Secretary of State Errors and Your Security Interest

Do You File UCCs? What Happens to a Security Interest When the Secretary of State Makes an Error?

Compliance with Article 9 of the Uniform Commercial Code is critical to perfect your security interest. But, what happens if you comply with Article 9 and take the proper steps to perfect your security interest, only to have the Secretary of State incorrectly index your filing? Errors and mistakes happen.

“The Secretary of State does make mistakes occasionally…and either the searcher or the filer must suffer the consequences in priority based upon those mistakes.”

Read today’s post to learn more about indexing errors and how Article 9 protects creditors when the recording office makes a mistake.

The Bankruptcy Case of The Feed Store, LLC

The Feed Store, LLC (Debtor) obtained a loan from Peoples Bank, N.A. (Bank) and in consideration of the loan, the parties executed a promissory note and security agreement. Within the security agreement, Debtor granted Bank a security interest in “all inventory, chattel paper, accounts, equipment and general intangibles, together with all proceeds, accessions, additions, replacements and substitutions related thereto.”

April 23, 2012, Bank filed a UCC-1 with the West Virginia Secretary of State (WV SOS) to perfect its security interest. Unfortunately, WV SOS incorrectly indexed Bank’s UCC filing, by assigning the same instrument number to two different documents, one of which was Bank’s UCC filing.

The indexing error went unnoticed until March 14, 2017, when WV SOS entered a statement that it issued one instrument number to two different filings and would issue a new instrument number for Bank’s filing. Then, April 12, 2017, Bank filed a continuation, within the 5 year period.

Meanwhile, in December 2016, Debtor filed for bankruptcy protection under Chapter 7.

In March 2017, the bankruptcy trustee filed a complaint, alleging Bank’s security interest was seriously misleading, because the filing did not appear in a search via WV SOS database. Further, the trustee argued the constitutionality of “West Virginia Code § 46-9-517, which ‘imposes the risk of filing-office error on those who search the files rather than on those who file.’”

Someone Has to “Suffer the Consequences”

According to the court opinion, “The Trustee alleges that the effect of West Virginia Code § 46-9-517 deprives him, as a judicial lien creditor, of priority over Peoples Bank’s lien without constitutionally-sufficient notice…” I won’t dwell on the constitutionality of the law, but as the legal opinion states someone must “suffer the consequences.” In other words, someone wins & someone loses.

In this case, the filing did not appear in the search, because WV SOS incorrectly indexed the filing, not because Bank failed to properly complete its filing. It would, of course, have been different if Bank incorrectly identified Debtor on its Financing Statement.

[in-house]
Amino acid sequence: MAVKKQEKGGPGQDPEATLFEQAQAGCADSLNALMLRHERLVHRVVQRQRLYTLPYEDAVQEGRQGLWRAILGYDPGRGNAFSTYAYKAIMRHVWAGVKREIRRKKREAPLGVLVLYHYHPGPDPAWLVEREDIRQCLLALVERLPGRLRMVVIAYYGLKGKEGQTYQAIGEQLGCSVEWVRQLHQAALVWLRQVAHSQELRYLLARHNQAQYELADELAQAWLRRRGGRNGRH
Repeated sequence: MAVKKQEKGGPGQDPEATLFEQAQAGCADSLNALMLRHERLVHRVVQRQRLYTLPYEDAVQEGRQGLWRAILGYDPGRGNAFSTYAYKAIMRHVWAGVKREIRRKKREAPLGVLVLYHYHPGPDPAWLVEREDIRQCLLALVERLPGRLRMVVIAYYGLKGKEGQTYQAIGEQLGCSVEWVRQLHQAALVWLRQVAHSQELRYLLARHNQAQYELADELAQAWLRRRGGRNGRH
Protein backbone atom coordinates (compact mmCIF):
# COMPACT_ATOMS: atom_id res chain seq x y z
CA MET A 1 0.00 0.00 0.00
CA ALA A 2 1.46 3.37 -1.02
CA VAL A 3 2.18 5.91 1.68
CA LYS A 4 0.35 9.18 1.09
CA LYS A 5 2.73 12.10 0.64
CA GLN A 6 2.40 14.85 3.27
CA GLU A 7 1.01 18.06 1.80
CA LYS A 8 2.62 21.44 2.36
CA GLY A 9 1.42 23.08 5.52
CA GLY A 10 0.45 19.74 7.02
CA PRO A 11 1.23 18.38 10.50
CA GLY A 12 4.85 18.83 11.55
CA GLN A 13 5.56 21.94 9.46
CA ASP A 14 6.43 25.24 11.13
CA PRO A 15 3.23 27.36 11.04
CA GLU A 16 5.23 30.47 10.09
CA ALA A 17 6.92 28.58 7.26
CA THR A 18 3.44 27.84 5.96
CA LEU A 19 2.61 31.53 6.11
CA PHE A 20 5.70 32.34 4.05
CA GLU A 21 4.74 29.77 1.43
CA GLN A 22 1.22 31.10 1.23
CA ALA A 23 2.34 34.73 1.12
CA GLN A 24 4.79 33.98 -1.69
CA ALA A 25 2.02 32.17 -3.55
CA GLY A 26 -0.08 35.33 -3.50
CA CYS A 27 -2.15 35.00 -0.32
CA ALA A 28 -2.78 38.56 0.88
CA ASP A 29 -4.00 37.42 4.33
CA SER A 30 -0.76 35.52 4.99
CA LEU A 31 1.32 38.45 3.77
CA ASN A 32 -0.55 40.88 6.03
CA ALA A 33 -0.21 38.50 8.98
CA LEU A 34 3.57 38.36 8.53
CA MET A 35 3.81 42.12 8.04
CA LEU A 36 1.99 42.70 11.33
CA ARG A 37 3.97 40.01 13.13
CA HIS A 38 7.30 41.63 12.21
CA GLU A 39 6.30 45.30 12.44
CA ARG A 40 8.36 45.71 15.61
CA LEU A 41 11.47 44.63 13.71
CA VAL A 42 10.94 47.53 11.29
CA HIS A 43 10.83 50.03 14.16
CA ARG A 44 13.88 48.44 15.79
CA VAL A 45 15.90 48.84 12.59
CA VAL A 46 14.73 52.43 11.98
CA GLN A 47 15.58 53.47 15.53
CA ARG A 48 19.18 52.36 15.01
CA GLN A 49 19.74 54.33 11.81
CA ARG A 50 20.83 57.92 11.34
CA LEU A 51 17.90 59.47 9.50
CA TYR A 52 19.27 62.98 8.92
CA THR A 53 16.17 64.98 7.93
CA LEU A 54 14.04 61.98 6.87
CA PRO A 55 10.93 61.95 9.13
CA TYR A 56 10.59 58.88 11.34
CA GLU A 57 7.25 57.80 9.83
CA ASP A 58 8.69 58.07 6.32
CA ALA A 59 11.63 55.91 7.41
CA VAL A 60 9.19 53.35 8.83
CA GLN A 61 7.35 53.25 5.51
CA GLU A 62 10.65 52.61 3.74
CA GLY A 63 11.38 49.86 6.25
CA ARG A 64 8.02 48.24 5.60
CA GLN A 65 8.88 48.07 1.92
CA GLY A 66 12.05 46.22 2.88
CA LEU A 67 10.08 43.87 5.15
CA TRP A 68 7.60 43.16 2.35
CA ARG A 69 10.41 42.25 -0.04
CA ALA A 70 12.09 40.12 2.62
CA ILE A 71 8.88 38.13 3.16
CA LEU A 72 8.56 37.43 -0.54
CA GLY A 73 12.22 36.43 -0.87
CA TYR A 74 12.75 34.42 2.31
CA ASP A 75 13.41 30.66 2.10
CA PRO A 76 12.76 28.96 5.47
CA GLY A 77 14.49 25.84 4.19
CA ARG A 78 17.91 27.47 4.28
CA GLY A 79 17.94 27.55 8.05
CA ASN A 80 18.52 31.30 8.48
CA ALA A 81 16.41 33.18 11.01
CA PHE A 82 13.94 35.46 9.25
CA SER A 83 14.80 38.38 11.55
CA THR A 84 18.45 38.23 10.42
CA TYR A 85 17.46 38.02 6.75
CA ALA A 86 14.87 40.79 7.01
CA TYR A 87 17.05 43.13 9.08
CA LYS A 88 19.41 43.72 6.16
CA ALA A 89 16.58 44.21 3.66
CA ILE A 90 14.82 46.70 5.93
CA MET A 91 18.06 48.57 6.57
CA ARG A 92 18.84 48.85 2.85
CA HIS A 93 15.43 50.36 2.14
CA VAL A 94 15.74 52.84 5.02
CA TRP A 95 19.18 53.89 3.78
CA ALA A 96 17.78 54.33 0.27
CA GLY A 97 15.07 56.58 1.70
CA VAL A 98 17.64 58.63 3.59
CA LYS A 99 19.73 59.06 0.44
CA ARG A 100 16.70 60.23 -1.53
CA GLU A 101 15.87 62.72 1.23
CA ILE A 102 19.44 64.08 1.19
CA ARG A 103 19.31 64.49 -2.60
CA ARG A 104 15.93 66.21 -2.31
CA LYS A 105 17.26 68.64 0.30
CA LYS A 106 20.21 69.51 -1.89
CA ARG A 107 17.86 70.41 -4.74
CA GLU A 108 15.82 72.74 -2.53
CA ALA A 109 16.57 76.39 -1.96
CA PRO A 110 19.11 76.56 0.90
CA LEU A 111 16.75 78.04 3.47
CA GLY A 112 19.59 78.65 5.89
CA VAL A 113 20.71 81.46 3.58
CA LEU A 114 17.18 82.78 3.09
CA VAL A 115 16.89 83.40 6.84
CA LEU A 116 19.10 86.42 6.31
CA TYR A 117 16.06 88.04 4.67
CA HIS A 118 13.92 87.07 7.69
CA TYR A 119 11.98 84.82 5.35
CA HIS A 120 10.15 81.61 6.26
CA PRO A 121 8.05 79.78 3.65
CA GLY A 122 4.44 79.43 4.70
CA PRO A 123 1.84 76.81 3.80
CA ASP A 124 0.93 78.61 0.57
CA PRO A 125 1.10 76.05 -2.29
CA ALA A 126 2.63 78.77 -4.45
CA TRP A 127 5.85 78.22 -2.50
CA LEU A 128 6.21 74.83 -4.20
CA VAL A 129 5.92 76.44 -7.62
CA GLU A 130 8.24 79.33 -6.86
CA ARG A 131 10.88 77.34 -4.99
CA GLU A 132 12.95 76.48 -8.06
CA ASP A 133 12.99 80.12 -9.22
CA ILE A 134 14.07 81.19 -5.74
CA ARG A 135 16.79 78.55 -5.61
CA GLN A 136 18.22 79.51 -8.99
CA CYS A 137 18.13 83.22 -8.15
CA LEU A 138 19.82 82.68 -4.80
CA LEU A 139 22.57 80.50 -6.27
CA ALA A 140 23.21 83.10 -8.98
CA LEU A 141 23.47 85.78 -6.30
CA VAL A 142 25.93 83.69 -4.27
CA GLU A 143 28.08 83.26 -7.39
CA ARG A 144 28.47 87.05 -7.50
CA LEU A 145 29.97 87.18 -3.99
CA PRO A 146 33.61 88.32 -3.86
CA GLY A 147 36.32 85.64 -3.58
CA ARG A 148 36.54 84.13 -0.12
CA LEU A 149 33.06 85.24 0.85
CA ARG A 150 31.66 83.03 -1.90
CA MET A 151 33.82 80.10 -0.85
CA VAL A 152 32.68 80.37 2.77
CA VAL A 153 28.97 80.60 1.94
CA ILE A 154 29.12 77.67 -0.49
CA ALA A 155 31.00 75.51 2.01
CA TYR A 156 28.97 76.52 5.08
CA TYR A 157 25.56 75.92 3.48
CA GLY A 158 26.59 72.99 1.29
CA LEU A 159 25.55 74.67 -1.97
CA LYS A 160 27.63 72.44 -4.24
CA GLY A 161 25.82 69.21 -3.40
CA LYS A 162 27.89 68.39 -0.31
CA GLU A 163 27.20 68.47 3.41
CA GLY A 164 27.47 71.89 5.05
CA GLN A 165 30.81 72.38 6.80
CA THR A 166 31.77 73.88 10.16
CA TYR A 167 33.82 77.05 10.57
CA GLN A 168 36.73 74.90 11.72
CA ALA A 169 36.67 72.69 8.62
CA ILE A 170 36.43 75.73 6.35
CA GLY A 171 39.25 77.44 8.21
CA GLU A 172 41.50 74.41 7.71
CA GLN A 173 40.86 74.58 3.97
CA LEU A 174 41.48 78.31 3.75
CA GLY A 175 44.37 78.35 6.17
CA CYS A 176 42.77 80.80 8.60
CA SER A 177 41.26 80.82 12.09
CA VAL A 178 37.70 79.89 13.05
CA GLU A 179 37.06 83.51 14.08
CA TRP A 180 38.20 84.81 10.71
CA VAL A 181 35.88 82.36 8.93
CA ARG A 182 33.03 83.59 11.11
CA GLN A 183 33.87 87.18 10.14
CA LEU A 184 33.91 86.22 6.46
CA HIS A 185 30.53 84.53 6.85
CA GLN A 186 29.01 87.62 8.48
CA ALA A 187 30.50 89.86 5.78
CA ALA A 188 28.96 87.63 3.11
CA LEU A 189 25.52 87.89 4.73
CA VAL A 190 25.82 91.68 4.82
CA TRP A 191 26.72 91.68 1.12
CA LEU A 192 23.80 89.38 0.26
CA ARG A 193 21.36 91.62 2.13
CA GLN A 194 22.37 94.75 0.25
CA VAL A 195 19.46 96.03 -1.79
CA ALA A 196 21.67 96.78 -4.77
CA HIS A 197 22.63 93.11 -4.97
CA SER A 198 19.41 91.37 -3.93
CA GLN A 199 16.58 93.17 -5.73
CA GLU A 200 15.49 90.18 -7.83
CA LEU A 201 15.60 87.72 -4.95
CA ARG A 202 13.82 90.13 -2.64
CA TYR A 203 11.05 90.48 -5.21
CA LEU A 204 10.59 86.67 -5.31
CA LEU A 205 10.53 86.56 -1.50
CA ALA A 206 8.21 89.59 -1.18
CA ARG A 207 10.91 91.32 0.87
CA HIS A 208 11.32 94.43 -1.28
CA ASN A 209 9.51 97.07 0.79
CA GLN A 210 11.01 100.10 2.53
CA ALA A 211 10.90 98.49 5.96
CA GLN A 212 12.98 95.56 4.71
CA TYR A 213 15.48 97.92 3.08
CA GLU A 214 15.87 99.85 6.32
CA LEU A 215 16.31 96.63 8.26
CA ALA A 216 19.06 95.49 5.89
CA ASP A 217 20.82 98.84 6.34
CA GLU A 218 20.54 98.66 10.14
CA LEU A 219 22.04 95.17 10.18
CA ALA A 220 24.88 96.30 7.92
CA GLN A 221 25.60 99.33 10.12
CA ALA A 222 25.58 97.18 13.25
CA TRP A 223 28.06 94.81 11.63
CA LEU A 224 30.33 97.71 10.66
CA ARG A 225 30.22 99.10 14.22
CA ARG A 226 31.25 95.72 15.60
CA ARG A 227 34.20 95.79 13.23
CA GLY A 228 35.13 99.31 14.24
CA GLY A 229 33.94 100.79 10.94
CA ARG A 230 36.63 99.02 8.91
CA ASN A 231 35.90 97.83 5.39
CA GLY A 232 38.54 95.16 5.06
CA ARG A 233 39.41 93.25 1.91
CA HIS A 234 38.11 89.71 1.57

Mistakes & errors exist, and fortunately Article § 9-517 accounts for indexing errors: “The failure of the filing office to index a record correctly does not affect the effectiveness of the filed record.”

Although the trustee doesn’t believe it should suffer for the indexing errors of WV SOS, the court was not persuaded by trustee’s argument that it be the filer’s responsibility to catch these errors.

The court stated that based on trustee’s logic, filers would have to routinely run searches on their various filings, and “Even if the filer maintained their statement with diligence, a searcher may obtain a windfall if it were to look for prior liens at a time when the filer’s financing statement was mis-indexed and before the filer caught the mistake and corrected it.”

Article 9 is designed to protect creditors who take proper steps to perfect a security interest.

Bank is the Winner & Reflective Searches Are a Best Practice

Ultimately, Bank complied with the requirements of Article 9 and its security interest remained properly perfected, much to Trustee’s dismay.

As a best practice, creditors should always conduct a reflective search after filing a UCC. It’s easy for mistakes to occur, and if caught early, the mistakes can be corrected, potentially alleviating disputes such as today’s case.

What is a reflective UCC search? “A reflective UCC search confirms that a UCC filing was recorded. The reflective search returns a jurisdictional report by debtor name reflecting all UCC filings through the date of your recorded UCC filing. This search also lists previous secured creditors by filing date to help determine your filing position.” – Conduct a Reflective Search After Every UCC Filing

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